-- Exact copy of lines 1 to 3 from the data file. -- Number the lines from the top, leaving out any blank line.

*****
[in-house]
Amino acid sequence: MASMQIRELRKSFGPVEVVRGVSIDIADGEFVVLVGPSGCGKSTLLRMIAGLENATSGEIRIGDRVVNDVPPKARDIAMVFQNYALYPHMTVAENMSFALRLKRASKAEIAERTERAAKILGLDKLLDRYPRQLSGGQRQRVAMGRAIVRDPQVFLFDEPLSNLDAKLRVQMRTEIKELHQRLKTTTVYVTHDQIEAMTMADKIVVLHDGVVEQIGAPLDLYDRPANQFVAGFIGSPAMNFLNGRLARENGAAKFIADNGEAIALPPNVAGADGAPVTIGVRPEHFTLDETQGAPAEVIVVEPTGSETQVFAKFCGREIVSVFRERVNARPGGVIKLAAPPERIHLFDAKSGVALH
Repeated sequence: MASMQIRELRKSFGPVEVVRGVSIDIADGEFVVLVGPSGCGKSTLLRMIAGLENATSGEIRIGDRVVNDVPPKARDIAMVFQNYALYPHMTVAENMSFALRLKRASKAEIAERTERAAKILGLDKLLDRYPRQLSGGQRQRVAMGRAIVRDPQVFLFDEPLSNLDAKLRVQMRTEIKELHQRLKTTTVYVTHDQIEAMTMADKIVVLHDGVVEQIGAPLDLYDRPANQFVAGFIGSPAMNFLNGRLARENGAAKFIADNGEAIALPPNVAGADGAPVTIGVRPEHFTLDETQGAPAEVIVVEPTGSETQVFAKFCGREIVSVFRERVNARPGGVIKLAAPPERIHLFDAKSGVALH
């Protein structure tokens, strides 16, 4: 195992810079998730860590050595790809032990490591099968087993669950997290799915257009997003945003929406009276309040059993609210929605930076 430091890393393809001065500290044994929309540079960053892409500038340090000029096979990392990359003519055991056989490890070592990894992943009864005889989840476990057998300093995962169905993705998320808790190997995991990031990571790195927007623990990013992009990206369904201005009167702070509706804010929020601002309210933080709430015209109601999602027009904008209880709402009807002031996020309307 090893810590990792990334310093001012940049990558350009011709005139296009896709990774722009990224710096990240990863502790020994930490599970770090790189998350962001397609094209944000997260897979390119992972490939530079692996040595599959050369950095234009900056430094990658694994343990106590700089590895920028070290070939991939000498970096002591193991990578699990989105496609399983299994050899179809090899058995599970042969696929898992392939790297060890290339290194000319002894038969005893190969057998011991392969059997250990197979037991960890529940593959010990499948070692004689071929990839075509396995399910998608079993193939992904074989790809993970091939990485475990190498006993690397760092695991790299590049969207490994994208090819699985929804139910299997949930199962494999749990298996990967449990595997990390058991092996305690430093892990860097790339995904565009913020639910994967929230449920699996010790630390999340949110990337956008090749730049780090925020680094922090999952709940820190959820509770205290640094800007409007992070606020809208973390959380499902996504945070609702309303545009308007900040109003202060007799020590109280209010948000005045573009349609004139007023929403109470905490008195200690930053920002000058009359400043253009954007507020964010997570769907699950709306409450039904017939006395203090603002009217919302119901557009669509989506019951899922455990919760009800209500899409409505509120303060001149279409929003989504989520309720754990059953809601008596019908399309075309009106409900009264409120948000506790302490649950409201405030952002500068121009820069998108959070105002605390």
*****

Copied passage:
[in-house]
Amino acid sequence: MASMQIRELRKSFGPVEVVRGVSIDIADGEFVVLVGPSGCGKSTLLRMIAGLENATSGEIRIGDRVVNDVPPKARDIAMVFQNYALYPHMTVAENMSFALRLKRASKAEIAERTERAAKILGLDKLLDRYPRQLSGGQRQRVAMGRAIVRDPQVFLFDEPLSNLDAKLRVQMRTEIKELHQRLKTTTVYVTHDQIEAMTMADKIVVLHDGVVEQIGAPLDLYDRPANQFVAGFIGSPAMNFLNGRLARENGAAKFIADNGEAIALPPNVAGADGAPVTIGVRPEHFTLDETQGAPAEVIVVEPTGSETQVFAKFCGREIVSVFRERVNARPGGVIKLAAPPERIHLFDAKSGVALH
Repeated sequence: MASMQIRELRKSFGPVEVVRGVSIDIADGEFVVLVGPSGCGKSTLLRMIAGLENATSGEIRIGDRVVNDVPPKARDIAMVFQNYALYPHMTVAENMSFALRLKRASKAEIAERTERAAKILGLDKLLDRYPRQLSGGQRQRVAMGRAIVRDPQVFLFDEPLSNLDAKLRVQMRTEIKELHQRLKTTTVYVTHDQIEAMTMADKIVVLHDGVVEQIGAPLDLYDRPANQFVAGFIGSPAMNFLNGRLARENGAAKFIADNGEAIALPPNVAGADGAPVTIGVRPEHFTLDETQGAPAEVIVVEPTGSETQVFAKFCGREIVSVFRERVNARPGGVIKLAAPPERIHLFDAKSGVALH